NSW's anti-water corruption watchdog has marked it's first year on the beat, racking up more than 800 investigations, 320 property inspections, 150 fines and notices and launching 10 prosecutions.
Former Regional Water Minister Niall Blair created the National Resources Access Regulator (NRAR) to address systemic failures in NSW's compliance regime which were identified in an independent report from Ken Matthews AO, and by the NSW Ombudsman.
The agency monitors across the state and released a progress report today.
It fielded 845 cases for investigation in the past year. There were 310 cases in the Murray Darling Basin, 182 in the coastal Northern Rivers region, with the remainder spread across the rest of the state.
A case is logged for each breach of the law, so one dodgy operator who is pumping water without a meter, and has built an illegal structure across a river, could have multiple cases logged for one instance of water theft.
NRAR chairman Craig Knowles said the agency was focused on results, and making sure it was respected by the community.
"We will continue to engage with stakeholders and build on our success as a fair and equitable regulator, taking firm regulatory action when required," Mr Knowles said.
"NRAR will be using new technologies and intelligence to focus compliance activities on hot spots for potential water law breaches, and working with our officers to get more out of every minute they spend in the field."
Last month Murray Darling Basin Inspector General Mick Keelty said NRAR was a "tremendous" improvement on compliance and it was now up to Victoria, South Australia and particularly Queensland to follow suit.
NRAR has built up to 146 staff and says the majority are employed in frontline roles, including field officers for on-site inspections and satellite technology to detect suspicious volumes in private dams and unauthorised channels and levees on water courses.
It plans to use new technologies to compare private water storage levels with the law by using satellite imagery and ultrasonic equipment to measure capacity.
The satellite technology is being combined with data analytics, which means NRAR can pinpoint properties where crop area and water demand appear to outstrip combined surface water and groundwater entitlements and water trades.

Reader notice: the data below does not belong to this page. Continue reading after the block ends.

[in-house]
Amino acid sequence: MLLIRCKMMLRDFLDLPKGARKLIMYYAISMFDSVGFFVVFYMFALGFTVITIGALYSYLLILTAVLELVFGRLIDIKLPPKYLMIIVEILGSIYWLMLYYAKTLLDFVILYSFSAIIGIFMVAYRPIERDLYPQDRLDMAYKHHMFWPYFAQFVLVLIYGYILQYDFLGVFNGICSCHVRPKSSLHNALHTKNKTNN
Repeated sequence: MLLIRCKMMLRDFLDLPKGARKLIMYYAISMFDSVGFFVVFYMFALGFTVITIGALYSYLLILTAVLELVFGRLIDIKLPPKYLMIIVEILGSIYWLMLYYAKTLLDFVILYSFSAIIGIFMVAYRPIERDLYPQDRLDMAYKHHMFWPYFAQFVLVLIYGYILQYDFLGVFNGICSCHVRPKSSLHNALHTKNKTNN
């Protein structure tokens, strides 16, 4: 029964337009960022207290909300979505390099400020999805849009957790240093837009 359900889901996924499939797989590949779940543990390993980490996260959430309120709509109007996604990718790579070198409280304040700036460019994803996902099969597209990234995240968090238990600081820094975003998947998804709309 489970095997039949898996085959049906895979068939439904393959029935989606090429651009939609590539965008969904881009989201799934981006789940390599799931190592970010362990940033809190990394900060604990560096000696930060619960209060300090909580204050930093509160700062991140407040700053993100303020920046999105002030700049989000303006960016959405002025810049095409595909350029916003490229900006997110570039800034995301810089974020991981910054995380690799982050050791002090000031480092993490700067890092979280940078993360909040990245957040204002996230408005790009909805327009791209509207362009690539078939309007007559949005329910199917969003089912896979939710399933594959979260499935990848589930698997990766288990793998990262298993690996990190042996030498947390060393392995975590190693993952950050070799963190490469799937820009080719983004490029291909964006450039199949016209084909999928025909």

New technology also enables NRAR to identify properties that appear to be using basic landholder entitlements for commercial irrigation and other unauthorised purposes.
NRAR has seven cases being heard either in the Land and Environment Court, or local courts.
One case involves a vineyard owner from Corowa who pleaded guilty to stealing 1378 megalitres of Murray water, over three years from 2016, in the Land and Environment Court
Another case from a local court resulted in a company being whacked with more than $100,000 in fines and costs for removing vegetation at three sites on Nanabah Creek near Port Stephens, and depositing rock and turf at one of the sites.
There are two cases listed for hearings in the Land and Environment Court later this year involving alleged water theft and illegal offtake channels in the Walgett region.
Various local courts will hear later this month allegations of illegal flood harvesting works at Moree, an illegal dam near Dubbo, and unauthorised riverbank clearing at Bathurst.
NRAR's biggest impending challenge will be its new job of monitoring floodplain harvesting, which has recently been brought under the state's licensing regime.
The are potentially more than 1,800 floodplain harvesting licences, as well as any unauthorised floodworks which are yet to be identified.
"This presents a large compliance burden for NRAR to cover with existing resources and will require the use of innovative technological solutions to assist our monitoring, audit and enforcement operations," NRAR's report said.